Carlos Severiano Flores: "People here spend $60 to $100 a month just on cabs."
San Diego On Boulevard Agua Caliente — "El Boulevard," as tijuanenses call it — a block west of the downtown bullring, stands the first and only Shineray motorcycle dealership in the Americas. Eight models of the Chinese-made motorcycles shine their factory newness through the ten-foot-tall windows of the showroom, turning the heads of pedestrians hustling down the sidewalk. Inside, just behind the showroom, Carlos Severiano Flores sits in his office, which barely accommodates him, a metal desk, and a couple of visitors. A soft-spoken man in his 30s, with close-cropped hair and light-brown eyes, he's dressed in brown corduroys and a snug gray sweater.
Shineray showroom. "This is $1200. The cheapest Honda or Suzuki of this size is about $2400."
The thought of importing motorcycles — Chinese or otherwise — to resell in Northern Baja California came to him almost two years ago. "The idea," Severiano says, "was to bring something that was viable economically in Tijuana, transportation-wise. People here spend $60 to $100 a month just on cabs. So transportation costs are very high. We think we can reduce costs for people who can't afford a car or another brand of motorcycle. Other motorcycle brands here are very expensive. But at the price I'm asking, people can afford them."
Another reason Severiano settled on motorcycles over cars was the difference in shipping and tariff costs. "Imported motorcycles don't have very high importation fees," he explains, "because not many people manufacture motorcycles in Mexico. I think there's one brand, Carabela, but it's been a long time since they marketed them. And they're very expensive, about the same prices as a Honda. We do manufacture cars in Mexico, so the tax on imported cars goes up very high. I've seen taxes around 300 to 350 percent. It's the same with clothes. If you want to buy clothes in China and import them into Mexico, you've got to pay 300 to 350 percent of what you paid in China because clothes are also manufactured in Mexico."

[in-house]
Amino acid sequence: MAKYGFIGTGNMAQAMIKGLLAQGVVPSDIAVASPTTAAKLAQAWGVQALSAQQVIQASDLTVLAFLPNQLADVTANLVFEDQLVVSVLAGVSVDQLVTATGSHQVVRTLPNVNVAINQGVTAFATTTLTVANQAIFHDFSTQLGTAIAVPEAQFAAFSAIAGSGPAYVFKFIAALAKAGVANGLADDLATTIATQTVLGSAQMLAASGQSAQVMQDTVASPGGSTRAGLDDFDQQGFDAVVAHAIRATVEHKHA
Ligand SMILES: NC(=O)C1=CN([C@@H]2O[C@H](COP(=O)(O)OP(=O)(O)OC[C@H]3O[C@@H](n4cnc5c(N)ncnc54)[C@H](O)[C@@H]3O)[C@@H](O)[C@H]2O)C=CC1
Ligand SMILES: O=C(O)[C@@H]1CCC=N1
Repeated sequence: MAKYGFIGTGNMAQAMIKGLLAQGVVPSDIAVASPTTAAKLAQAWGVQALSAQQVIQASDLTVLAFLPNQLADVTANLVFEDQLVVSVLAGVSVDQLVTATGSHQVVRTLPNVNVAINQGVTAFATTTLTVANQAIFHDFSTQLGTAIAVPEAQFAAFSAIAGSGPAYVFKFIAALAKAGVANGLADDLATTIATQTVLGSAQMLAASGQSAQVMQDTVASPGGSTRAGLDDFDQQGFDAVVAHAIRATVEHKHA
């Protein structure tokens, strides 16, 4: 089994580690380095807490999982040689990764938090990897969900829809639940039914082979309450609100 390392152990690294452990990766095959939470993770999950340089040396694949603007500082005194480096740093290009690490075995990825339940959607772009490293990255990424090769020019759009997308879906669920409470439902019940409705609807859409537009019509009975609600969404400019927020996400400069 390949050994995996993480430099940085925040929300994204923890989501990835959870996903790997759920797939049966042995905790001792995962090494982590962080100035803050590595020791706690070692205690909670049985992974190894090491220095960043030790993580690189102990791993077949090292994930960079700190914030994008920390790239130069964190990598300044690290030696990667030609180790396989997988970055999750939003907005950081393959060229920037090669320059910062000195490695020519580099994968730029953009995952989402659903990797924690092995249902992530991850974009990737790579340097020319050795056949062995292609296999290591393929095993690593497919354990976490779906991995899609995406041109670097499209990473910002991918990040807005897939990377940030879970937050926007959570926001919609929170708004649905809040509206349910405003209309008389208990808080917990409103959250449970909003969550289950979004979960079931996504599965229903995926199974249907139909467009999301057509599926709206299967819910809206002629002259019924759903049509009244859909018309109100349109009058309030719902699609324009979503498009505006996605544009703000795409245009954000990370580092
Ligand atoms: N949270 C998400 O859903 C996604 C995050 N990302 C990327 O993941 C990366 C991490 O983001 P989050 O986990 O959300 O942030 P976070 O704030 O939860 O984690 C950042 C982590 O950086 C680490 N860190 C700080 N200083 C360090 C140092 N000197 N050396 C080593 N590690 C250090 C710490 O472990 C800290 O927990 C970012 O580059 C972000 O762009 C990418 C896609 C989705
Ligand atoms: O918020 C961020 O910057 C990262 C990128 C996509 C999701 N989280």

After looking at "over 100" motorcycle manufacturers in China, India, Italy, Spain, and Canada, he settled on Shineray, a motorcycle company with its research and development operation in England and its factory in Chonquing, China. Asked why he settled on Shineray, he answers, "Very good prices. Very good after-sale service. And they have been awarded a manufacturing quality certificate."
The certificate, hanging in poster form in the showroom, was awarded to Shineray in February 2003 by the Quality Certification Centre, a Chinese organization that rates manufacturing quality in large factories in China and abroad. The certification convinced Severiano of Shineray's quality. And he believes it will also convince some of the customer base he hopes to secure, maquiladora workers. "Because this is a maquiladora city," he says, "people here, when they see the certificate on the wall, they know it's a quality product."
Before motorcycles, Severiano's company, Mercantil Cospac, a family business he runs with his father, imported other items from China, "things," he says, "such as saladitos -- salted prunes -- and orange juice machines, which we sell directly to supermarkets here." Because of this previous importation experience, Severiano knew where to start the cycle search. "The Chinese consulate here," he explains, "was very helpful. They put me in touch with a kind of business bureau over there. I told the bureau what kind of product we would like, and they gave us a lot of help."
After purchasing the motorcycles from the factory for a price he won't disclose, Severiano pays $5500 to have an ocean shipping container full of bikes and parts shipped from the port of Shanghai to the port of Ensenada. "At first we started importing through Long Beach," he explains. "The cost is about the same, but, with Long Beach, you have to have a broker here, a broker in Long Beach, and a broker in San Diego. It's a lot of paperwork. Coming through Ensenada, it's just one guy I deal with."
One container, Severiano says, carries 25 to 50 motorcycles, depending on the model. The bikes come only partly assembled -- because "it's a lot cheaper to ship them knocked down than fully assembled because of the space a fully assembled bike takes up in the container."